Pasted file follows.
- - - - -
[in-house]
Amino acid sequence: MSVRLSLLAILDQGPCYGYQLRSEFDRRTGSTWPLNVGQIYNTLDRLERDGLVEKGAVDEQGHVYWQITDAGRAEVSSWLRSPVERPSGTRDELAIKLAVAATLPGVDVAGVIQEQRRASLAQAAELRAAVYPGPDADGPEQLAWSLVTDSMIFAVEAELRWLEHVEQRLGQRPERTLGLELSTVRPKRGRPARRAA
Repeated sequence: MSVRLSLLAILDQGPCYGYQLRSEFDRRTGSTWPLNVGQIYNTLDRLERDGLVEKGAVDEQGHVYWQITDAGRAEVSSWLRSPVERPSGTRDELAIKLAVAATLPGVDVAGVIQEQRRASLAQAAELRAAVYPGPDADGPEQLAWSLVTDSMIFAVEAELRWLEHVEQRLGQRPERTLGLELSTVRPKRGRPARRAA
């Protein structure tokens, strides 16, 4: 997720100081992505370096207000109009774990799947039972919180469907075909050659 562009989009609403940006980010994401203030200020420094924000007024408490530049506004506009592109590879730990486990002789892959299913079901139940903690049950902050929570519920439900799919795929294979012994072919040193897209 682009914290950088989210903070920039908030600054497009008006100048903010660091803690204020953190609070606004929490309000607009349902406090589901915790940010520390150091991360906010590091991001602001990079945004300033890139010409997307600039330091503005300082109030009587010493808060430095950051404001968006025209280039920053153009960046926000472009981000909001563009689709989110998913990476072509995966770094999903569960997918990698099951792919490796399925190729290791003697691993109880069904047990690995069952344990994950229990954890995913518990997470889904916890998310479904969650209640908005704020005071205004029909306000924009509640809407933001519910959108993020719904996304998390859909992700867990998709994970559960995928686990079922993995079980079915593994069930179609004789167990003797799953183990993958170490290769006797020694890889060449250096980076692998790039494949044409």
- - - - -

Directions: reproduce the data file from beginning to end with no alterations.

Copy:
[in-house]
Amino acid sequence: MSVRLSLLAILDQGPCYGYQLRSEFDRRTGSTWPLNVGQIYNTLDRLERDGLVEKGAVDEQGHVYWQITDAGRAEVSSWLRSPVERPSGTRDELAIKLAVAATLPGVDVAGVIQEQRRASLAQAAELRAAVYPGPDADGPEQLAWSLVTDSMIFAVEAELRWLEHVEQRLGQRPERTLGLELSTVRPKRGRPARRAA
Repeated sequence: MSVRLSLLAILDQGPCYGYQLRSEFDRRTGSTWPLNVGQIYNTLDRLERDGLVEKGAVDEQGHVYWQITDAGRAEVSSWLRSPVERPSGTRDELAIKLAVAATLPGVDVAGVIQEQRRASLAQAAELRAAVYPGPDADGPEQLAWSLVTDSMIFAVEAELRWLEHVEQRLGQRPERTLGLELSTVRPKRGRPARRAA
């Protein structure tokens, strides 16, 4: 997720100081992505370096207000109009774990799947039972919180469907075909050659 562009989009609403940006980010994401203030200020420094924000007024408490530049506004506009592109590879730990486990002789892959299913079901139940903690049950902050929570519920439900799919795929294979012994072919040193897209 682009914290950088989210903070920039908030600054497009008006100048903010660091803690204020953190609070606004929490309000607009349902406090589901915790940010520390150091991360906010590091991001602001990079945004300033890139010409997307600039330091503005300082109030009587010493808060430095950051404001968006025209280039920053153009960046926000472009981000909001563009689709989110998913990476072509995966770094999903569960997918990698099951792919490796399925190729290791003697691993109880069904047990690995069952344990994950229990954890995913518990997470889904916890998310479904969650209640908005704020005071205004029909306000924009509640809407933001519910959108993020719904996304998390859909992700867990998709994970559960995928686990079922993995079980079915593994069930179609004789167990003797799953183990993958170490290769006797020694890889060449250096980076692998790039494949044409």